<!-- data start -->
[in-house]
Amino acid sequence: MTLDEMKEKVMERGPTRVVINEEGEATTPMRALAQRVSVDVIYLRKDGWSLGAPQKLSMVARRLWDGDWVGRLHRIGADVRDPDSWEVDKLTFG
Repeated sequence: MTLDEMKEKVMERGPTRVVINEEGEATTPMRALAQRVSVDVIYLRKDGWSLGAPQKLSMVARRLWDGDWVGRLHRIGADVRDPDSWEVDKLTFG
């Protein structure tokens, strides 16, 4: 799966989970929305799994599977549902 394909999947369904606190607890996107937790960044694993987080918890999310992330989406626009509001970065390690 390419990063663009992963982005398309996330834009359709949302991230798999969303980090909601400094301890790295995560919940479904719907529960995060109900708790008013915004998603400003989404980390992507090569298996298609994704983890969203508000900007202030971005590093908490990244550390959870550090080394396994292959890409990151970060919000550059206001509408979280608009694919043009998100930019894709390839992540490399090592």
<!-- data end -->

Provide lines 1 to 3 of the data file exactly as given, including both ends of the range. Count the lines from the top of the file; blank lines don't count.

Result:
[in-house]
Amino acid sequence: MTLDEMKEKVMERGPTRVVINEEGEATTPMRALAQRVSVDVIYLRKDGWSLGAPQKLSMVARRLWDGDWVGRLHRIGADVRDPDSWEVDKLTFG
Repeated sequence: MTLDEMKEKVMERGPTRVVINEEGEATTPMRALAQRVSVDVIYLRKDGWSLGAPQKLSMVARRLWDGDWVGRLHRIGADVRDPDSWEVDKLTFG